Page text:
Top Durban metro cop killed

2015-11-11 08:50
(File, News24)

(File, News24)

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Durban - A leading and controversial figure within the ranks of the Durban Metro Police, logistics manager Innocent Chamane, was gunned down at his home late on Tuesday night.  

Details of his murder remain unclear. However, three senior sources within the city police have confirmed Chamane’s death.

Metro police spokesperson Superintendent Eugene Msomi could not be reached for comment at the time of publishing.

Chamane was reportedly linked to several scandals that beset the beleaguered Metro Police – which ultimately contributed to city officials pledging to launch a commission of inquiry into the entire organisation.

In June, News24 reported that the situation at the Metro Police K9 Unit had reached the point of crisis with shortages of dog food, dog shampoo and a large proportion of the K9 force not being inoculated because of outstanding vet bills.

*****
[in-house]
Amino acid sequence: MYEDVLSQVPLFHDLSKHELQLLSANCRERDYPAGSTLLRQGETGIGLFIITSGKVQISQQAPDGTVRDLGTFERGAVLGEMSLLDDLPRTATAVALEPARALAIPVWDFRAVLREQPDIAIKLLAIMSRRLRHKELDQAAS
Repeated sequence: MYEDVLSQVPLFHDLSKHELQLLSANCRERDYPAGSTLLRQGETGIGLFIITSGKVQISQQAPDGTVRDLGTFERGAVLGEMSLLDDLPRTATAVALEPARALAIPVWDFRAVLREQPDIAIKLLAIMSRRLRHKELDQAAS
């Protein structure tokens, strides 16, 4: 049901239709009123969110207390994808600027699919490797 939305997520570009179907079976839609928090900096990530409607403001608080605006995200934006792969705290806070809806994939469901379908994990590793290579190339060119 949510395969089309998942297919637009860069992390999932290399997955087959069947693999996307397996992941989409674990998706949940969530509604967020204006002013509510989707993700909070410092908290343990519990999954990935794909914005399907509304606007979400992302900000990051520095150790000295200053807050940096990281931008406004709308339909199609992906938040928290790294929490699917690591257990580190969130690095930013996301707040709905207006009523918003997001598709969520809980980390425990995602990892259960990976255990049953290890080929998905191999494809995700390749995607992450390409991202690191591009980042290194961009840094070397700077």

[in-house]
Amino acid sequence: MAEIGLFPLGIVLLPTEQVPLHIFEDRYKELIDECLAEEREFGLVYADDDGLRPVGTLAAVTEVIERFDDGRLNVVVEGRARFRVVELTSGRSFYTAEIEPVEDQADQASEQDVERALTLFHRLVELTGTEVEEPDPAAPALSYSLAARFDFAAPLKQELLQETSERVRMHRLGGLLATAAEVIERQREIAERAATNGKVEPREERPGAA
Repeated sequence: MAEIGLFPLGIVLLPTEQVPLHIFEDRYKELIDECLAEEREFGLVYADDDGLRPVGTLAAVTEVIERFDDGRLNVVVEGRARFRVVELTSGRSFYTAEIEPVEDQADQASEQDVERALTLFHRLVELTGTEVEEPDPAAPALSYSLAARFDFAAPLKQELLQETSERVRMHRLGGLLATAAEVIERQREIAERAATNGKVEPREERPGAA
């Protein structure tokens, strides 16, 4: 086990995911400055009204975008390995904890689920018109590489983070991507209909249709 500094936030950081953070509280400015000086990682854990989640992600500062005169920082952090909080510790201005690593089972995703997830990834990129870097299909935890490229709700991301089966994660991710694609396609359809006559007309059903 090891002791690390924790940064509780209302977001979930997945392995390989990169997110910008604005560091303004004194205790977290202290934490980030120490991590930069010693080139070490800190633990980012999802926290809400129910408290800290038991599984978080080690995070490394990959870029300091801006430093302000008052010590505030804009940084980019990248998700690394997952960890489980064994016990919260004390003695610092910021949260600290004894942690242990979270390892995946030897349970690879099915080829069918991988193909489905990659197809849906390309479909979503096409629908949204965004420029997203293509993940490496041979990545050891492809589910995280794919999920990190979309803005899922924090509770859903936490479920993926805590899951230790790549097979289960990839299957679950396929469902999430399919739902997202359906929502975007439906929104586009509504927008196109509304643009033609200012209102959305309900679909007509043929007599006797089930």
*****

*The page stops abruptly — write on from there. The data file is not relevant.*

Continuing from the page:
So dire was the situation that police officers had taken to buying essential items for their dogs out of pure frustration.

Chamane caused further consternation by turning away donations of dog food after the story was published.

Prior to that, the unit was mired in controversy when he ordered that police dogs that were old or sick should be put down instead of being allowed to see out their days with their handlers.

- Read more: Durban Metro Police dogs left to die in kennels

In 2014, the Sunday Tribune reported that a rift between Metro Police officers and their management led to the deliberate spoiling of over 60% of all hand-written fines, and the resultant loss of R30 million for the city.

So wide was the chasm between the police officers on the ground and their management structures, a group of senior officers wrote in desperation to the city manager. 

Two years ago, Mayor James Nxumalo pledged to address “deep-seated issues” affecting the force.

Despite promising that a commission of inquiry would be established to probe the core issues affecting the fractious city police, two years had gone by without any tangible outcome or recommendations.

On June 4 2013, Nxumalo called for a “wide-ranging investigation or commission of inquiry” to deal with “deep-seated problems” in the city’s metro police, as was reported by The Mercury.

“What forms part of that process is yet to be decided, but it has to be carried out to investigate all the issues within the police,” he said at the time.

Read more on:    durban  |  crime

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